Choosing the right causes

Ronda Rich's picture

This is an open letter to Billy Payne, who succeeds Hootie Johnson as president and chairman of Augusta National Golf Club in Augusta, Ga.:

First, congratulations. Second, if feminist troublemaker Martha Burk comes a-calling repeatedly to cajole, threaten or demand that women be allowed to join the club, stand your ground as firmly as Mr. Johnson did. (Note to everyone else: This loud-mouthed feminist has a male attorney. Interesting, huh?)

Please tell her something for me and the strong, progressive Southern or non-Southern women like me.

Tell her this:

We welcome any decent, enthusiastic, well-placed advocacy for women. In fact, we need it. But, honestly, we’ve got bigger, more wide-spread problems than obtaining the right to join a high-falutin’ golf club.

Tell her to take on the cause of seeing that female representation is on the board of every corporation in America. After all, women make or influence 80 percent of all buying decisions so we should be represented on boards that have a fiduciary responsibility to shareholders and consumers.

Tell her to begin with banks, both small and large, and make certain that female small-business owners, single women mortgage- and credit-card-holders are represented appropriately in the selection of board directors.

It is insulting to think of the many banks that yammer for women’s business, yet pack their boards with men to issue loan decisions and develop products to fit our unique needs, especially the needs of single-income women and female entrepreneurs.

Tell her that far back in the deep hollows of the Appalachians, live women who have no indoor plumbing, education or idea that a better life could exist for them. They have settled for a life that they believe is the best they’ll find because they haven’t been exposed to a bigger, broader outside world.

They need strong female mentors who can teach and lead them out of a repressed existence. They do not need the right to have a membership in America’s most elite golf club.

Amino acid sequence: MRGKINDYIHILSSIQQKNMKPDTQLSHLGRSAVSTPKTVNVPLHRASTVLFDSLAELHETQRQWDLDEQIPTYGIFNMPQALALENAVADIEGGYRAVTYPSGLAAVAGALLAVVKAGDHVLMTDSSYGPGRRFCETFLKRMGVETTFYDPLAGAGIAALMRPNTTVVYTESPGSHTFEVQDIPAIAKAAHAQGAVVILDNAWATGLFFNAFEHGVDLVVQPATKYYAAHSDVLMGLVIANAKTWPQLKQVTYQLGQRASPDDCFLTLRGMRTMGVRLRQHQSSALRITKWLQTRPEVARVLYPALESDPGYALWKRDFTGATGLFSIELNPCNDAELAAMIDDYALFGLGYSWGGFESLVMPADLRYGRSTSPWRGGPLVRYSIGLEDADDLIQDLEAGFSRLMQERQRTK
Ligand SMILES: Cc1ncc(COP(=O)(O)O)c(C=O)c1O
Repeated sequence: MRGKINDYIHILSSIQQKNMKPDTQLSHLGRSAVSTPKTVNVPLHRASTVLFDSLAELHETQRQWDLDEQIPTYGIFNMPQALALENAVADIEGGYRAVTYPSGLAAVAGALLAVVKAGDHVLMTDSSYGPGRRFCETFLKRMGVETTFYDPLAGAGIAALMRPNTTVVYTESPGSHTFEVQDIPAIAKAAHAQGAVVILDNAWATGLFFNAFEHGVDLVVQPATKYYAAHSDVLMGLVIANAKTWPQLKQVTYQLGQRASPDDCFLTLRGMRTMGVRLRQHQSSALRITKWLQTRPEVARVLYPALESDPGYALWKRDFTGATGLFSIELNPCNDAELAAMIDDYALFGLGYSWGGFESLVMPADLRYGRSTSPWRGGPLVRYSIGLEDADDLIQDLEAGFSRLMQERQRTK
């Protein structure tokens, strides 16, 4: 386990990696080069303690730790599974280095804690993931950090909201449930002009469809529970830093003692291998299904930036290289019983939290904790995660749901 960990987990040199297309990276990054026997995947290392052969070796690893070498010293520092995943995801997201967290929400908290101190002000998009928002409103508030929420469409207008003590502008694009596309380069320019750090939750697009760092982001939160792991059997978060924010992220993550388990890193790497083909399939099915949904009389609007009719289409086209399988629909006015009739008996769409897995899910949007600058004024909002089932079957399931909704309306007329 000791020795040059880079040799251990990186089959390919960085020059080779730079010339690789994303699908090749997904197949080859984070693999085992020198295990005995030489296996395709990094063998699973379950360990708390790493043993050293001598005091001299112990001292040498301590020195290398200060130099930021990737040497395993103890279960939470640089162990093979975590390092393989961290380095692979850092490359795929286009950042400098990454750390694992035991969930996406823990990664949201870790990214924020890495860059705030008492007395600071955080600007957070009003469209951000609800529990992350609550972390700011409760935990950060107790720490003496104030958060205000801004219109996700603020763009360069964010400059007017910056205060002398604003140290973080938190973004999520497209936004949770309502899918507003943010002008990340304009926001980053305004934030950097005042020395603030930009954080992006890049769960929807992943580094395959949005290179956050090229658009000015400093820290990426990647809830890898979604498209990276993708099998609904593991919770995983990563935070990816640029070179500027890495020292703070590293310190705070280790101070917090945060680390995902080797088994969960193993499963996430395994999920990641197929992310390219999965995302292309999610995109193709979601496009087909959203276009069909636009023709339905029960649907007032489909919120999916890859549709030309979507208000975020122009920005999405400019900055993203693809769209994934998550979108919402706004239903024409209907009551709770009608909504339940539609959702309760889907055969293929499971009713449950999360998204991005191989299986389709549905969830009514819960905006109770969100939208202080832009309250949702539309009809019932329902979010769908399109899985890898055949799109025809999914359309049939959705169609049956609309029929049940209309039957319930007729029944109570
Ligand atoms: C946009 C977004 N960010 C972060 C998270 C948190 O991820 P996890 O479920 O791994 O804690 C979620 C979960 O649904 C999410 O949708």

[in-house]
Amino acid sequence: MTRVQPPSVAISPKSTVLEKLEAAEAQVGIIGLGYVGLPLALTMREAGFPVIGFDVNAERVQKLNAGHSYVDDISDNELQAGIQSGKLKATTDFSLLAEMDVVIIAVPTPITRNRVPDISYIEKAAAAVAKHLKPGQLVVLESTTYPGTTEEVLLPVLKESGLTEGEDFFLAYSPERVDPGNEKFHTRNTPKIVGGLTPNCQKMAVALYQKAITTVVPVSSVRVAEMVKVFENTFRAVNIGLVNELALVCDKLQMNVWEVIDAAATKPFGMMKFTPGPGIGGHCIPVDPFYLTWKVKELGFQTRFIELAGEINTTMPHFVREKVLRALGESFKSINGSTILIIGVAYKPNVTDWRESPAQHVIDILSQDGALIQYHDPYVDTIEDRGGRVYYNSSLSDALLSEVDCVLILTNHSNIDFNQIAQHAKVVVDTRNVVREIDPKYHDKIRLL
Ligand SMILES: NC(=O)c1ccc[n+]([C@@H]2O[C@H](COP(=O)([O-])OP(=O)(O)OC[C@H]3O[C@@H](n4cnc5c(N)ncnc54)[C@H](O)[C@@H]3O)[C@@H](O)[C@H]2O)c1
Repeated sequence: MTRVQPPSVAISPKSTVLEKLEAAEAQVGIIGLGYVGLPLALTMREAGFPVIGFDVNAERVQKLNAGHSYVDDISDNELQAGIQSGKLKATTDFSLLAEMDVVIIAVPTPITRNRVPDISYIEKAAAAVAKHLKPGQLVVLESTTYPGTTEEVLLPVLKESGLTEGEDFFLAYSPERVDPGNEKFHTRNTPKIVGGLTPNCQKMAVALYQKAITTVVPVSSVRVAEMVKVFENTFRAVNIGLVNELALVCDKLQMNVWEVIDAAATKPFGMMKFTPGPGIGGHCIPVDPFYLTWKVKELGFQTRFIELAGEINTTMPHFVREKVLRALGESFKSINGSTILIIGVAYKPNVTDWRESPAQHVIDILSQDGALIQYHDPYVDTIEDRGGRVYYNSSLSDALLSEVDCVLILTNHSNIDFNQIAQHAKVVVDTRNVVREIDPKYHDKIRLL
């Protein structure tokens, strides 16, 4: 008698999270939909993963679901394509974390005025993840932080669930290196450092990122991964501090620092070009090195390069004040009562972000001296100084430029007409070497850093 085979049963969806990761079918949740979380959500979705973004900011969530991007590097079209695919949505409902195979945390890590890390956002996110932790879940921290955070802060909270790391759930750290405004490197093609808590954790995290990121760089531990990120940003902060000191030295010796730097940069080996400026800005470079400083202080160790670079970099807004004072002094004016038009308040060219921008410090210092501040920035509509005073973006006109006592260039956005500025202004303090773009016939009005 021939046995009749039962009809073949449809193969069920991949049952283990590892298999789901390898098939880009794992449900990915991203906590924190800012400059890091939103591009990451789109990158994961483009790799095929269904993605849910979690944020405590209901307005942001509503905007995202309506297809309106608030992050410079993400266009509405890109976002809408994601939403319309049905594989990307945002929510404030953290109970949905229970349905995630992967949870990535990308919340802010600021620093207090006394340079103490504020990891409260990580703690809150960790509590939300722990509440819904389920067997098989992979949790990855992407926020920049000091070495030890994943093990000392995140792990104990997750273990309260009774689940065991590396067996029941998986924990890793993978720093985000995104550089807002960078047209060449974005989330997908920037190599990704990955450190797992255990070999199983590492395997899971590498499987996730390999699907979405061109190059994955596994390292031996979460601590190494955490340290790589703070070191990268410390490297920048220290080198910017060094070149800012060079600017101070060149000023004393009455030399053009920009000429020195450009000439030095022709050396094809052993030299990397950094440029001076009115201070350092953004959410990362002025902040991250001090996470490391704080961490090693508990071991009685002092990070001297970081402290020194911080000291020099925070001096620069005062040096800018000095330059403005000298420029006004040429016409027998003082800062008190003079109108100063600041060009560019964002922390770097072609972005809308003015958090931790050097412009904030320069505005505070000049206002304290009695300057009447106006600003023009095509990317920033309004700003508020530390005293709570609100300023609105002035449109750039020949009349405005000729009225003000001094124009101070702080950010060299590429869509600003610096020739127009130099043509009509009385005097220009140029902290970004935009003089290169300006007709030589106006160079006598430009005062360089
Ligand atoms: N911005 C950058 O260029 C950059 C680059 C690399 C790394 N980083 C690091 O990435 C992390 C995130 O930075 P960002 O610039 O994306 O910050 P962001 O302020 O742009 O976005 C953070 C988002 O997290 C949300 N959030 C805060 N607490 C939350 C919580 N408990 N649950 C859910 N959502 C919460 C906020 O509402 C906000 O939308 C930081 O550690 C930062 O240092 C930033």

Tell her there is a generation of women out there, my mother included, who have passed up careers and nice retirement funds to stay home and raise their families. They put stock in family, not stock in a portfolio. Their reward for producing good citizens is a meager Social Security check that barely covers expenses. They need help in paying fuel bills, not help in joining Augusta National.

Tell her that if she absolutely must take on a sports giant for the publicity value that her ego must demand, she should take on NASCAR.

After all, if a woman is going to compete successfully in a professional male-dominated sport, stock car racing is the place for it to happen. It’s already proven that the best female golfer can’t hit as far as the guys but an agile, well-conditioned woman can compete in a car against the men.

Yet, NASCAR has not used its muscle to ascertain that a woman was put behind the wheel of one of the sport’s best race cars.

With a snap of the fingers, NASCAR could call on one of its aggressive championship team owners like Joe Gibbs, Jack Roush, Rick Hendrick or Richard Childress to put a woman in the best car possible with the best crew in the business and it would be done. No more half-hearted, half-funded efforts for the girls.

That’s a cause that can be won while making great strides for women. And, it will give her all the publicity she needs.

Finally, if she has any problem with any of that, tell her to call me.

login to post comments | Ronda Rich's blog